DD ups Commonwealth 2006 rights bid to $ 400,000

NEW DELHI: The race for the telecast rights for the Melbourne 2006 Commonwealth Games has taken an interesting twist with Indian pubcaster Prasar Bharati increasing its offer, while newly-started Zee Sports also lunging for the rights, is offering a higher price.

For the organisers of the Melbourne 2006 Games, India is an important market in Asia because of its size and also the fact that New Delhi would play host to the 2010 Games.

Speaking to Indiantelevision.com, Prasar Bharati CEO KS Sarma said, "We have increased our offer twice. The last price quoted is $ 400,000 ($A532,000) and that?s the maximum we can go."

Initially, Prasar Bharati had offered $220,000 for the Games? rights. Pointing out that Prasar Bharati, which manages Doordarshan and All India Radio, is yet to hear from the Commonwealth games management on the offer, Sarma was confident that the pubcaster would not be on the losing side.

"If somebody else gets the rights for India (hinting at Zee Sports? bid), as per a legislation being proposed by the government, the national broadcaster would anyway get the terrestrial rights. So, we are not unduly worried," Sarma said, taking an equally tough stance on the rights issue as the Games organisers.

According to a report in Australia?s The Age, though larger sums of money have been paid for other television deals - Channel Nine, reportedly, paid $50 million for the Australian rights - the Indian deal is one of the most important for Games organisers because of the huge audience it can deliver to Games sponsors.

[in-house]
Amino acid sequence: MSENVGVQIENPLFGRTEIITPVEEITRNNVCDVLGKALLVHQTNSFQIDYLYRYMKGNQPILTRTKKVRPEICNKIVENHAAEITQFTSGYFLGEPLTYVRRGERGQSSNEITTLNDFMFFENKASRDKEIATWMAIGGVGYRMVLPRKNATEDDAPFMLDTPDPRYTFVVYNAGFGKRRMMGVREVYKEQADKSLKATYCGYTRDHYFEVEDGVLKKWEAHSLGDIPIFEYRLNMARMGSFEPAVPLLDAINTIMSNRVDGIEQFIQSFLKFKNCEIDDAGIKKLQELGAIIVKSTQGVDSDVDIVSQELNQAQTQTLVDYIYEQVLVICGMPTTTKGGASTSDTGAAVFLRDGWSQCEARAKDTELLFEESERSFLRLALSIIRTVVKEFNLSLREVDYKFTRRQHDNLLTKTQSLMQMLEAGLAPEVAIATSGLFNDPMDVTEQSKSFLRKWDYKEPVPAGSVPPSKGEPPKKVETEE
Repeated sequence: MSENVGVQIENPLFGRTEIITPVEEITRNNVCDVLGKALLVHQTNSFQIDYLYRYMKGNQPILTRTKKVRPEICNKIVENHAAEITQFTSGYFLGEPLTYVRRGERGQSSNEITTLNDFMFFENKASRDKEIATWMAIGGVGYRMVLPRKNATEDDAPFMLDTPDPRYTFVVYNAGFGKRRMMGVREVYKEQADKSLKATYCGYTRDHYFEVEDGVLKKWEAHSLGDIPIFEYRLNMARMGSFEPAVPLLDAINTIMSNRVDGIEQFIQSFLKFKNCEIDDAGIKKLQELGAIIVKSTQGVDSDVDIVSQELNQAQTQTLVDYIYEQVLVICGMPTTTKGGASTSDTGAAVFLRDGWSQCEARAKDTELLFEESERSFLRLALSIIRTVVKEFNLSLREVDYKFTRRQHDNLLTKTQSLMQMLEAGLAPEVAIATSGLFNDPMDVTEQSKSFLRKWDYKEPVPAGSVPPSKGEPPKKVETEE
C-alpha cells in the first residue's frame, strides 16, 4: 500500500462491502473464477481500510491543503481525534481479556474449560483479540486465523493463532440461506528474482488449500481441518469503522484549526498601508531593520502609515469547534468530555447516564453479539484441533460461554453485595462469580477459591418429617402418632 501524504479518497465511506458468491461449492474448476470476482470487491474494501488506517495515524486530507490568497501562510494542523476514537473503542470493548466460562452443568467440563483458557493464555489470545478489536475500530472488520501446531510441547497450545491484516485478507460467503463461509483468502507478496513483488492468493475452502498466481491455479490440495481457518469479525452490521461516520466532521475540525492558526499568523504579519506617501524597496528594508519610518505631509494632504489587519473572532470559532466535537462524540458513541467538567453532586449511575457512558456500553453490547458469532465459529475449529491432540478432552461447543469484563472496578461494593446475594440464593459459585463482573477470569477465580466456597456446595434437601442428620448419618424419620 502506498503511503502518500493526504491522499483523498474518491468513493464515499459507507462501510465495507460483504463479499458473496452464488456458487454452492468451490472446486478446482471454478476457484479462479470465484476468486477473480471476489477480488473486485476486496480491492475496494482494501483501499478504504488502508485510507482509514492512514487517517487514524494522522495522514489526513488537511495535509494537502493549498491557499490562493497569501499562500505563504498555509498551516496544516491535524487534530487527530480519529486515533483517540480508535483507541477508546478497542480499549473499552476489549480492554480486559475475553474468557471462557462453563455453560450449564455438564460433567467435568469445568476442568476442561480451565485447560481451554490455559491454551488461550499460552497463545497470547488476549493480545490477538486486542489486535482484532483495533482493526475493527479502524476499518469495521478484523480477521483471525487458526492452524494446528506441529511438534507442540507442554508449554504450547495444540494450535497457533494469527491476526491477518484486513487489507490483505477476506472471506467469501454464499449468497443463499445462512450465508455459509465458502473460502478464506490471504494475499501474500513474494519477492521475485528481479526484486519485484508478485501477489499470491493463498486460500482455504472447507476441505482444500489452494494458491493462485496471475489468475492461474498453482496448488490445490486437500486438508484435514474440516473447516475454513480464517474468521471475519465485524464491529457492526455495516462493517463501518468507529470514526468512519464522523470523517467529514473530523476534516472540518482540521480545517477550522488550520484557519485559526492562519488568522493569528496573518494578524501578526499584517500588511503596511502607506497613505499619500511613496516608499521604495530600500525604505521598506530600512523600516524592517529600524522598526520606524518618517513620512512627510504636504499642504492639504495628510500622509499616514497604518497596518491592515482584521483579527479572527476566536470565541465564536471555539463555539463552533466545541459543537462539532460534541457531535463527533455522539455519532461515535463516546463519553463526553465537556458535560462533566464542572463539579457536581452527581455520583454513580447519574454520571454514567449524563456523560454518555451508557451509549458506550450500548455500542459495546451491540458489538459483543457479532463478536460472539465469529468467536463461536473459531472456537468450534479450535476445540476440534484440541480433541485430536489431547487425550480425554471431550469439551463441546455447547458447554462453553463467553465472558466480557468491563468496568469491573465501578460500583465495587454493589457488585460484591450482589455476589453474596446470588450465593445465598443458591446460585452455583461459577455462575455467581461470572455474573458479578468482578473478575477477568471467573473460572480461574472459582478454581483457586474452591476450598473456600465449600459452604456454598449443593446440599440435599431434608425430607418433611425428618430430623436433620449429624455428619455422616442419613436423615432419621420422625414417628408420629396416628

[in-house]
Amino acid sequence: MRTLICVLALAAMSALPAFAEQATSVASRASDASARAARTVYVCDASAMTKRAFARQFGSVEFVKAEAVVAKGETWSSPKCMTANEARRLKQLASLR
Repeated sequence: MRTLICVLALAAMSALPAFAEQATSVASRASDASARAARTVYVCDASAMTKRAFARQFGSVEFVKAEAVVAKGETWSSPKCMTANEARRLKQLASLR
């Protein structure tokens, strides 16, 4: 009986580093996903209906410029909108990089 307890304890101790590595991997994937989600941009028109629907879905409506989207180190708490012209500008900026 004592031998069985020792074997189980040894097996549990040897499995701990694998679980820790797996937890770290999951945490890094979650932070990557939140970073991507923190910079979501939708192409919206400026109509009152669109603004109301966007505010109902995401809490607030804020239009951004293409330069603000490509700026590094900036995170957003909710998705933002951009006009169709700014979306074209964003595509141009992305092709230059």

Organisers have labelled the ongoing negotiations with the Indian pubcaster as "a face-off." In December, broadcasters described the Melbourne 2006 asking price of $ 600,000 as "brazen" and "extortionate".

Though the Zee Sports? bid is said to be higher than that of Prasar Bharati, it stands a slim chance of bagging the rights as Melbourne 2006 chairman Ron Walker has been quoted by international media as saying he would sell the rights to a free-to-air network in India.

"I'm not going to pay TV; it will be a mixture of both, but it will be more free to air," he was quoted as explaining. While Zee Sports has been positioned as a pay channel, DD and AIR are free-to-air. However, when contacted by Indiantelevision.com, Zee Sports refused to comment on the issue.

Meanwhile, Walker, according to news reports from Singapore, yesterday conceded the extensive broadcast deal with the Asia-Pacific Broadcasting Union (ABU), brokered over the weekend, was not as financially lucrative as he had hoped, but said the wide reach of the telecasts into non-Commonwealth countries more than made up for the "small" budget shortfall.

Footage from the Melbourne Commonwealth Games will be seen by more than 1.4 billion people free-to-air in 18 countries in the region, including Afghanistan, East Timor, Mauritius, Kazakhstan, Mongolia, Laos and Vietnam, adding value to sponsorships and creating more trade and tourism opportunities.

It is understood that M-2006 will receive about $400,000 from the ABU for the rights. For the first time, Commonwealth Games footage would be shown in Indonesia, a country that didn't take the Athens Olympics because of high costs.

Walker said the final television broadcast deals with India, host of the 2010 Commonwealth Games, and Canada were being negotiated, with India's agreement expected within days.

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